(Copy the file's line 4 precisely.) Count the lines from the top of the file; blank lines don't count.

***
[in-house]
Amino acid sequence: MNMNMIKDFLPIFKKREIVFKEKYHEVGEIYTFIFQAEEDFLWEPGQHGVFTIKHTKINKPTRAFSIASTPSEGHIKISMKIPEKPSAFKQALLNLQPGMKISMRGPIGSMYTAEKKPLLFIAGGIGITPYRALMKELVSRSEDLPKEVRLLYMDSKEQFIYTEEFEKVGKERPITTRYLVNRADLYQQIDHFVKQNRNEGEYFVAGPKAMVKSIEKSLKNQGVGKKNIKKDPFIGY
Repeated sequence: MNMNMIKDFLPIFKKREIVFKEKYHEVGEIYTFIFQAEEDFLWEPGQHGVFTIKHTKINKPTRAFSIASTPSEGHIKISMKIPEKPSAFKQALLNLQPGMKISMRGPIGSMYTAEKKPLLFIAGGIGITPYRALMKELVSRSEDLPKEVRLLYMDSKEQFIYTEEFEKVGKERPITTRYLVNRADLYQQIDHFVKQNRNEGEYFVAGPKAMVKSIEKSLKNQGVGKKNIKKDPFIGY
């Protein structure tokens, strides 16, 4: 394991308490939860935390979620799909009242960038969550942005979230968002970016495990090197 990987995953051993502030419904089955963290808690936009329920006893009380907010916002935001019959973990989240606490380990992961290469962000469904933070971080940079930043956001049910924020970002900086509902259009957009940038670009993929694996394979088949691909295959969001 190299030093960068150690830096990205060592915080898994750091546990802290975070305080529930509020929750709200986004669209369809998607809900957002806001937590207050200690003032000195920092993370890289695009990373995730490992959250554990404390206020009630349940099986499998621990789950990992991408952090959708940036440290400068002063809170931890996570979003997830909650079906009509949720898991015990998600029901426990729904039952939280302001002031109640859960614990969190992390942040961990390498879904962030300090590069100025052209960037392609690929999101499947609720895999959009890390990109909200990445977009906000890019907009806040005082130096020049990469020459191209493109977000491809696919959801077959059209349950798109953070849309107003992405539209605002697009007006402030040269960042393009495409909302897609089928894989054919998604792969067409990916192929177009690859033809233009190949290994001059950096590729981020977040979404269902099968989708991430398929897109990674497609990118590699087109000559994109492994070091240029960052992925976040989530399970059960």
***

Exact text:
């Protein structure tokens, strides 16, 4: 394991308490939860935390979620799909009242960038969550942005979230968002970016495990090197 990987995953051993502030419904089955963290808690936009329920006893009380907010916002935001019959973990989240606490380990992961290469962000469904933070971080940079930043956001049910924020970002900086509902259009957009940038670009993929694996394979088949691909295959969001 190299030093960068150690830096990205060592915080898994750091546990802290975070305080529930509020929750709200986004669209369809998607809900957002806001937590207050200690003032000195920092993370890289695009990373995730490992959250554990404390206020009630349940099986499998621990789950990992991408952090959708940036440290400068002063809170931890996570979003997830909650079906009509949720898991015990998600029901426990729904039952939280302001002031109640859960614990969190992390942040961990390498879904962030300090590069100025052209960037392609690929999101499947609720895999959009890390990109909200990445977009906000890019907009806040005082130096020049990469020459191209493109977000491809696919959801077959059209349950798109953070849309107003992405539209605002697009007006402030040269960042393009495409909302897609089928894989054919998604792969067409990916192929177009690859033809233009190949290994001059950096590729981020977040979404269902099968989708991430398929897109990674497609990118590699087109000559994109492994070091240029960052992925976040989530399970059960």